Seventy-five wildfires have burned 85,000 acres in the Kootenai National Forest this season — the most acres scorched since at least the 1930s.
Yet it could have been worse, suggested Forest Supervisor Chris Savage to the Lincoln County Commission on Oct. 4.
“The conditions were more than ripe for fire,” Savage said. “It could have been worse if lightning came in early August. (But) we didn’t get a whole lot of lightning for a while.”
In a typical year Savage said the forest can see “well over 100” fires and even more than 200 in some years, such as 2015.
As points of comparison to this year’s acreage, Savage pointed to three other memorable wildfire seasons: 1994 with 54,642 acres burned, 2000 with 45,295 and 2015 with 31,826.
Savage also noted how large individual fires were this year compared to 1988’s Dry Fork fire, which at 13,000 acres was the largest previous fire on record.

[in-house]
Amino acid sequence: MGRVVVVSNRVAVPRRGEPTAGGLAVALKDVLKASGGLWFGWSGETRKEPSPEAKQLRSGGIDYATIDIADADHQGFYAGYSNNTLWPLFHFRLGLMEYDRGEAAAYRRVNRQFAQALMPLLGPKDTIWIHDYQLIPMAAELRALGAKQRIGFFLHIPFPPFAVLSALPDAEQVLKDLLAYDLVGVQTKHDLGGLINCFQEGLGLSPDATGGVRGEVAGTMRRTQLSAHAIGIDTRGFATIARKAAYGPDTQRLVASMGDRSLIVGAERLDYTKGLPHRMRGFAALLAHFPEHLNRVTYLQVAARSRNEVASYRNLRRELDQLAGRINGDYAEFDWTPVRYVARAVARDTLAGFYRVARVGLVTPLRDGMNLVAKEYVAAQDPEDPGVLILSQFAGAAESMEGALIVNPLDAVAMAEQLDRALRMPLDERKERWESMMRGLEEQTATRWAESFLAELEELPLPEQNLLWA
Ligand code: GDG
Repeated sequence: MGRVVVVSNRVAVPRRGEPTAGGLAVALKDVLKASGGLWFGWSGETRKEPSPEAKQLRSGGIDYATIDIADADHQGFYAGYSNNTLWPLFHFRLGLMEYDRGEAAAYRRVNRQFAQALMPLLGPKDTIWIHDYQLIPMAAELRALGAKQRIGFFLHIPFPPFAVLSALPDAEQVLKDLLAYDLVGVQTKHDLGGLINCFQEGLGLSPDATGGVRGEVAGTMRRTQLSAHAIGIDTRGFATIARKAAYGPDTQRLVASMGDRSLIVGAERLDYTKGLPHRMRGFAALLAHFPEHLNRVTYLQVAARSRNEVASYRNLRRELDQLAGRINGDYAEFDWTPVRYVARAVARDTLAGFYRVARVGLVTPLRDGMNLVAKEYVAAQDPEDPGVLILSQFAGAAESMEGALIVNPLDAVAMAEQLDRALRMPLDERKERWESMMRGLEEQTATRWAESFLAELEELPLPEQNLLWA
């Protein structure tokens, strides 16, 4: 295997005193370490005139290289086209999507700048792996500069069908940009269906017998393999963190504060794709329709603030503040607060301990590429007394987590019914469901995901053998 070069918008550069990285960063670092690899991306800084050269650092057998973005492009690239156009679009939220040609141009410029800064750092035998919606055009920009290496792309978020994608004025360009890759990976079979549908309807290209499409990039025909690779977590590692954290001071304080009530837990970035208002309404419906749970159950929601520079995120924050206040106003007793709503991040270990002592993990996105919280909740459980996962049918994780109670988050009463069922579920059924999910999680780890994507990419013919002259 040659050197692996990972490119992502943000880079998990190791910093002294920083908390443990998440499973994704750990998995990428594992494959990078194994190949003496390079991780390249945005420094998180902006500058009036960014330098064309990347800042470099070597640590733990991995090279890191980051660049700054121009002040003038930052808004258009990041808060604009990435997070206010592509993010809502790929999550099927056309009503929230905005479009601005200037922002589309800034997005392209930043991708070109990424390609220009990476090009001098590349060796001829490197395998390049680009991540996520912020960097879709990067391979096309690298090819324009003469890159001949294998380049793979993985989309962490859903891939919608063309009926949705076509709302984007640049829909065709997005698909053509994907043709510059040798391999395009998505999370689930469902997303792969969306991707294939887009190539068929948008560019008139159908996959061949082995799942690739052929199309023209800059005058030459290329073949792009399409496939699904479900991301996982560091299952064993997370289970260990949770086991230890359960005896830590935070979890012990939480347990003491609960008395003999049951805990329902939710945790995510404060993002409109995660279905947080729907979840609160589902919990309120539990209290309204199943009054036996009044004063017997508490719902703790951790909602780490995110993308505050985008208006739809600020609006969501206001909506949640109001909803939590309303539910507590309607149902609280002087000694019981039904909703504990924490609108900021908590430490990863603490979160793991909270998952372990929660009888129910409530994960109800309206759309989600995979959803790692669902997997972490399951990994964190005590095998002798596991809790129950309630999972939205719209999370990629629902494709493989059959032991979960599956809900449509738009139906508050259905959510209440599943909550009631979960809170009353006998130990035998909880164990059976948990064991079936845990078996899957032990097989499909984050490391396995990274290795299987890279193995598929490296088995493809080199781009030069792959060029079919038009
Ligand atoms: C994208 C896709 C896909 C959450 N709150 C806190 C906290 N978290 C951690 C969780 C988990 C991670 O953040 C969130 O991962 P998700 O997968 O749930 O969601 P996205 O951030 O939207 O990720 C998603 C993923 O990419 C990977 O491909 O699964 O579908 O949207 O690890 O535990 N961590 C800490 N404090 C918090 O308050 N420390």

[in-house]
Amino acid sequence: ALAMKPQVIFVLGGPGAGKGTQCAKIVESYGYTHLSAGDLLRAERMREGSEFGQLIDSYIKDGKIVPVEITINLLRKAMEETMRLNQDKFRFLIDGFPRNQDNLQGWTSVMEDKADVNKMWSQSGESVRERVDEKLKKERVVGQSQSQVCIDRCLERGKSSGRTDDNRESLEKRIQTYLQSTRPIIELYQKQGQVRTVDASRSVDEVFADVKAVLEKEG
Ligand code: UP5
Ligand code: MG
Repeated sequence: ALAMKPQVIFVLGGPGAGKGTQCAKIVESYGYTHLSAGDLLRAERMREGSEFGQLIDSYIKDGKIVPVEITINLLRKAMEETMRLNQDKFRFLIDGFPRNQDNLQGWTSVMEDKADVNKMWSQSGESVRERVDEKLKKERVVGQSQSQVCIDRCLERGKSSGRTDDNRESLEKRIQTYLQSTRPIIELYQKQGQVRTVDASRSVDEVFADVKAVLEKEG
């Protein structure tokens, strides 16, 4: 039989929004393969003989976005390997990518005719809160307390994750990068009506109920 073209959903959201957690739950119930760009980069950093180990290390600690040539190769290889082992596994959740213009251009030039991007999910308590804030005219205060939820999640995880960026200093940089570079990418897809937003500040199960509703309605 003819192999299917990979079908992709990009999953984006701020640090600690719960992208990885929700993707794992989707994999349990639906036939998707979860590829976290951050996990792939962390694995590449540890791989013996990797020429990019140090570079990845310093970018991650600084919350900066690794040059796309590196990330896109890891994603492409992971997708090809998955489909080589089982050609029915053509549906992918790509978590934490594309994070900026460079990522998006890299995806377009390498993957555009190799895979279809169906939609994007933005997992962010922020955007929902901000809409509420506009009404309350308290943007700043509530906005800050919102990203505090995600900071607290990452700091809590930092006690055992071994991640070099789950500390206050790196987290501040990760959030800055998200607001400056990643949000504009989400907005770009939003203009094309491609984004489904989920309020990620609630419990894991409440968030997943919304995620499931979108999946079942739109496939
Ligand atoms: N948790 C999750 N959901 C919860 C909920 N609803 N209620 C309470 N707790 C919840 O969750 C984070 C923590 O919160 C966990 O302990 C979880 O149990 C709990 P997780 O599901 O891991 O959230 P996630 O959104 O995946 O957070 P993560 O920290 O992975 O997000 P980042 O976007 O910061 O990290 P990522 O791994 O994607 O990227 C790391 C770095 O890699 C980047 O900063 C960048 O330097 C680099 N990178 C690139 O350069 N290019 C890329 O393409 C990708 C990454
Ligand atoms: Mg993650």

This year’s Caribou, West Fork and Moose peak fires all surpassed that earlier fire, coming in at 24,753, 20,072 and 13,903 acres, respectively, Savage said.
At 12,938 acres, the Gibralter Ridge fire essentially matched the Dry Fork fire.
Other unusual aspects of this fire season, Savage said, were that “most of the fires were in everybody’s backyards” rather than in remote locations, and that over an 80-day period only .04 inches of rain fell on Libby, far below an average of 2.1 inches occurring in the same period.
Savage said the forest as a whole was about as dry.
Savage praised what he called “good coordination across the board of all entities involved” in the various fire responses.